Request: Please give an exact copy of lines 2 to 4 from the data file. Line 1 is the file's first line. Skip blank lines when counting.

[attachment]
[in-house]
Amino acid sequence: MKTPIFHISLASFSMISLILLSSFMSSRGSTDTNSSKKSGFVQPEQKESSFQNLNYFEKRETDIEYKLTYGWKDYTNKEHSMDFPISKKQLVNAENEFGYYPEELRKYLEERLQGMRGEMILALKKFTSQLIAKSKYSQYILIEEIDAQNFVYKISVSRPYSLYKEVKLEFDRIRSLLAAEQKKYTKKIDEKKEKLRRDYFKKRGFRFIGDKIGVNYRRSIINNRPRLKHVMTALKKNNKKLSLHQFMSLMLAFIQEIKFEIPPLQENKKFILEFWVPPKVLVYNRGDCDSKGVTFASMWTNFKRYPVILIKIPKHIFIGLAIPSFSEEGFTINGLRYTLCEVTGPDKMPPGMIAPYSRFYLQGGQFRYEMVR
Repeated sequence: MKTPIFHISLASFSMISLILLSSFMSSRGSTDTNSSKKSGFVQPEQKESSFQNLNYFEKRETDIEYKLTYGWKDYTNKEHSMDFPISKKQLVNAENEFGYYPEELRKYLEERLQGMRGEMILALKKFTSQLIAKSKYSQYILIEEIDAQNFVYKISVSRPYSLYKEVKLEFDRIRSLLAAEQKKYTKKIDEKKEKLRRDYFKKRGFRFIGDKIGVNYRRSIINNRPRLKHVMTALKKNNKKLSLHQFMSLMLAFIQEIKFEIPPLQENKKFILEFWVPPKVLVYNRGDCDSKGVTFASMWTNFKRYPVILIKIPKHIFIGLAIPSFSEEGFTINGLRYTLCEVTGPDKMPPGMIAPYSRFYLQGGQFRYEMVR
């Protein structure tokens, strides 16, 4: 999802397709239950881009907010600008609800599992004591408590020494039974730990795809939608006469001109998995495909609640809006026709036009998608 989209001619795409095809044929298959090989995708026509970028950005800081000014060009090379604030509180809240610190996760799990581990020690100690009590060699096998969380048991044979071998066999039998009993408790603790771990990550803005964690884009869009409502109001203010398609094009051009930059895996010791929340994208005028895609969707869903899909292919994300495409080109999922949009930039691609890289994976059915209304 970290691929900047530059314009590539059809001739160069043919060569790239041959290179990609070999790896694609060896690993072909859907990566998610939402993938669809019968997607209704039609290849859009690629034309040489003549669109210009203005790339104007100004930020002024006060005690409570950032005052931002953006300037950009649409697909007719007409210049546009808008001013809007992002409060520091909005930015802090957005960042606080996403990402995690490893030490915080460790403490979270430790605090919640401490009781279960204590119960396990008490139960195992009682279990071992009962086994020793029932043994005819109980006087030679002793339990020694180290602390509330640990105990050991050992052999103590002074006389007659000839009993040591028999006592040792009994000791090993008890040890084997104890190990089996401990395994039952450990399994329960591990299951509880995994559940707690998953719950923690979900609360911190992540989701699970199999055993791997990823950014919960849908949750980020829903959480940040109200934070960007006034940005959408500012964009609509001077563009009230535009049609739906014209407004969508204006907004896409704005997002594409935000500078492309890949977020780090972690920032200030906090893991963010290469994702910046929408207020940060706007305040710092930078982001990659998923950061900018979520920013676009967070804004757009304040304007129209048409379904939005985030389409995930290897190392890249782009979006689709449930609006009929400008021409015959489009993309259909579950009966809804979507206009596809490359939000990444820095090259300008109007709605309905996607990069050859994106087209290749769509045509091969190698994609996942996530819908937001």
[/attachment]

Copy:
Amino acid sequence: MKTPIFHISLASFSMISLILLSSFMSSRGSTDTNSSKKSGFVQPEQKESSFQNLNYFEKRETDIEYKLTYGWKDYTNKEHSMDFPISKKQLVNAENEFGYYPEELRKYLEERLQGMRGEMILALKKFTSQLIAKSKYSQYILIEEIDAQNFVYKISVSRPYSLYKEVKLEFDRIRSLLAAEQKKYTKKIDEKKEKLRRDYFKKRGFRFIGDKIGVNYRRSIINNRPRLKHVMTALKKNNKKLSLHQFMSLMLAFIQEIKFEIPPLQENKKFILEFWVPPKVLVYNRGDCDSKGVTFASMWTNFKRYPVILIKIPKHIFIGLAIPSFSEEGFTINGLRYTLCEVTGPDKMPPGMIAPYSRFYLQGGQFRYEMVR
Repeated sequence: MKTPIFHISLASFSMISLILLSSFMSSRGSTDTNSSKKSGFVQPEQKESSFQNLNYFEKRETDIEYKLTYGWKDYTNKEHSMDFPISKKQLVNAENEFGYYPEELRKYLEERLQGMRGEMILALKKFTSQLIAKSKYSQYILIEEIDAQNFVYKISVSRPYSLYKEVKLEFDRIRSLLAAEQKKYTKKIDEKKEKLRRDYFKKRGFRFIGDKIGVNYRRSIINNRPRLKHVMTALKKNNKKLSLHQFMSLMLAFIQEIKFEIPPLQENKKFILEFWVPPKVLVYNRGDCDSKGVTFASMWTNFKRYPVILIKIPKHIFIGLAIPSFSEEGFTINGLRYTLCEVTGPDKMPPGMIAPYSRFYLQGGQFRYEMVR
């Protein structure tokens, strides 16, 4: 999802397709239950881009907010600008609800599992004591408590020494039974730990795809939608006469001109998995495909609640809006026709036009998608 989209001619795409095809044929298959090989995708026509970028950005800081000014060009090379604030509180809240610190996760799990581990020690100690009590060699096998969380048991044979071998066999039998009993408790603790771990990550803005964690884009869009409502109001203010398609094009051009930059895996010791929340994208005028895609969707869903899909292919994300495409080109999922949009930039691609890289994976059915209304 970290691929900047530059314009590539059809001739160069043919060569790239041959290179990609070999790896694609060896690993072909859907990566998610939402993938669809019968997607209704039609290849859009690629034309040489003549669109210009203005790339104007100004930020002024006060005690409570950032005052931002953006300037950009649409697909007719007409210049546009808008001013809007992002409060520091909005930015802090957005960042606080996403990402995690490893030490915080460790403490979270430790605090919640401490009781279960204590119960396990008490139960195992009682279990071992009962086994020793029932043994005819109980006087030679002793339990020694180290602390509330640990105990050991050992052999103590002074006389007659000839009993040591028999006592040792009994000791090993008890040890084997104890190990089996401990395994039952450990399994329960591990299951509880995994559940707690998953719950923690979900609360911190992540989701699970199999055993791997990823950014919960849908949750980020829903959480940040109200934070960007006034940005959408500012964009609509001077563009009230535009049609739906014209407004969508204006907004896409704005997002594409935000500078492309890949977020780090972690920032200030906090893991963010290469994702910046929408207020940060706007305040710092930078982001990659998923950061900018979520920013676009967070804004757009304040304007129209048409379904939005985030389409995930290897190392890249782009979006689709449930609006009929400008021409015959489009993309259909579950009966809804979507206009596809490359939000990444820095090259300008109007709605309905996607990069050859994106087209290749769509045509091969190698994609996942996530819908937001």